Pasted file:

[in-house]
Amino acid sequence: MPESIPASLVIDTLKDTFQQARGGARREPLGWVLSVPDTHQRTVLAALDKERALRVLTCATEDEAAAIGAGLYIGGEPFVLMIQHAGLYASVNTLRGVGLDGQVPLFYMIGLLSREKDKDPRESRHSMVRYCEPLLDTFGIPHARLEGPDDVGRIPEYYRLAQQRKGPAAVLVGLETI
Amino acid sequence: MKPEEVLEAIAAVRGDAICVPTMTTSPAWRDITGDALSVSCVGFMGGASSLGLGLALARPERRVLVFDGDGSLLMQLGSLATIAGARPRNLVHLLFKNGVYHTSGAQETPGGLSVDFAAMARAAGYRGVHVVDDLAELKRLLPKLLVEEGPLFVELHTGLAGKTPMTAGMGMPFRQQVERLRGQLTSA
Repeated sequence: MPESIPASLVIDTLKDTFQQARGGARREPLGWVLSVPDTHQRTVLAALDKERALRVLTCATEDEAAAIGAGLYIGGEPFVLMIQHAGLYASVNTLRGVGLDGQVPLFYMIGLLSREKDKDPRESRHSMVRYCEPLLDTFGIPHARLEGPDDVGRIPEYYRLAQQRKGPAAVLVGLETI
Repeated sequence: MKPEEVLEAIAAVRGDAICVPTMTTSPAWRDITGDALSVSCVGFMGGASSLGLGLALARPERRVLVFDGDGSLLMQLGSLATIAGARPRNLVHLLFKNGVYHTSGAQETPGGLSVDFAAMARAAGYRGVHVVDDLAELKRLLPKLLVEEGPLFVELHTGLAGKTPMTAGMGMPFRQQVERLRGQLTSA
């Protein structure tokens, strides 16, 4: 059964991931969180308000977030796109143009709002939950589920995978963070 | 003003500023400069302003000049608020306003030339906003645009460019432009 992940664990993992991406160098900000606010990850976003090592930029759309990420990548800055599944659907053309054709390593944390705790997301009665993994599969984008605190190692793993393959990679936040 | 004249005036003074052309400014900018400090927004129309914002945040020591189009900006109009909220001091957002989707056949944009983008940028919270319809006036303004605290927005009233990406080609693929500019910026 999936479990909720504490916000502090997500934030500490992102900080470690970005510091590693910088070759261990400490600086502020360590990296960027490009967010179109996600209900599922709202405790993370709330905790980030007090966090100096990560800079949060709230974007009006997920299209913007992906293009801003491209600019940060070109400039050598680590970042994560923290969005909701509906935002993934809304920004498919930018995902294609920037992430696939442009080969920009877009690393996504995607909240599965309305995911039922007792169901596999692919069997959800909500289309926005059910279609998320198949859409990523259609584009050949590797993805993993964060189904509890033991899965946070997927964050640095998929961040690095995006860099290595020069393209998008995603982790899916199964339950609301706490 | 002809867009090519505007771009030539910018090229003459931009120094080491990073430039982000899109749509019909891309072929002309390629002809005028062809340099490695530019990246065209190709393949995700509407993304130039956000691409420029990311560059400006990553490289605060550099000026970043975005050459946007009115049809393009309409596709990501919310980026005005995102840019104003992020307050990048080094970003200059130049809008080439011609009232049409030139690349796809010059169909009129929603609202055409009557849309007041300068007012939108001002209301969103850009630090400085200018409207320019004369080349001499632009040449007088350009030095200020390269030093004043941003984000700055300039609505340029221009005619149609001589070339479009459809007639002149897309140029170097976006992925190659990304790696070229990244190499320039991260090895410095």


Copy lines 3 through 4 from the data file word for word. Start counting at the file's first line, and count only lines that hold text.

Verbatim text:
Amino acid sequence: MKPEEVLEAIAAVRGDAICVPTMTTSPAWRDITGDALSVSCVGFMGGASSLGLGLALARPERRVLVFDGDGSLLMQLGSLATIAGARPRNLVHLLFKNGVYHTSGAQETPGGLSVDFAAMARAAGYRGVHVVDDLAELKRLLPKLLVEEGPLFVELHTGLAGKTPMTAGMGMPFRQQVERLRGQLTSA
Repeated sequence: MPESIPASLVIDTLKDTFQQARGGARREPLGWVLSVPDTHQRTVLAALDKERALRVLTCATEDEAAAIGAGLYIGGEPFVLMIQHAGLYASVNTLRGVGLDGQVPLFYMIGLLSREKDKDPRESRHSMVRYCEPLLDTFGIPHARLEGPDDVGRIPEYYRLAQQRKGPAAVLVGLETI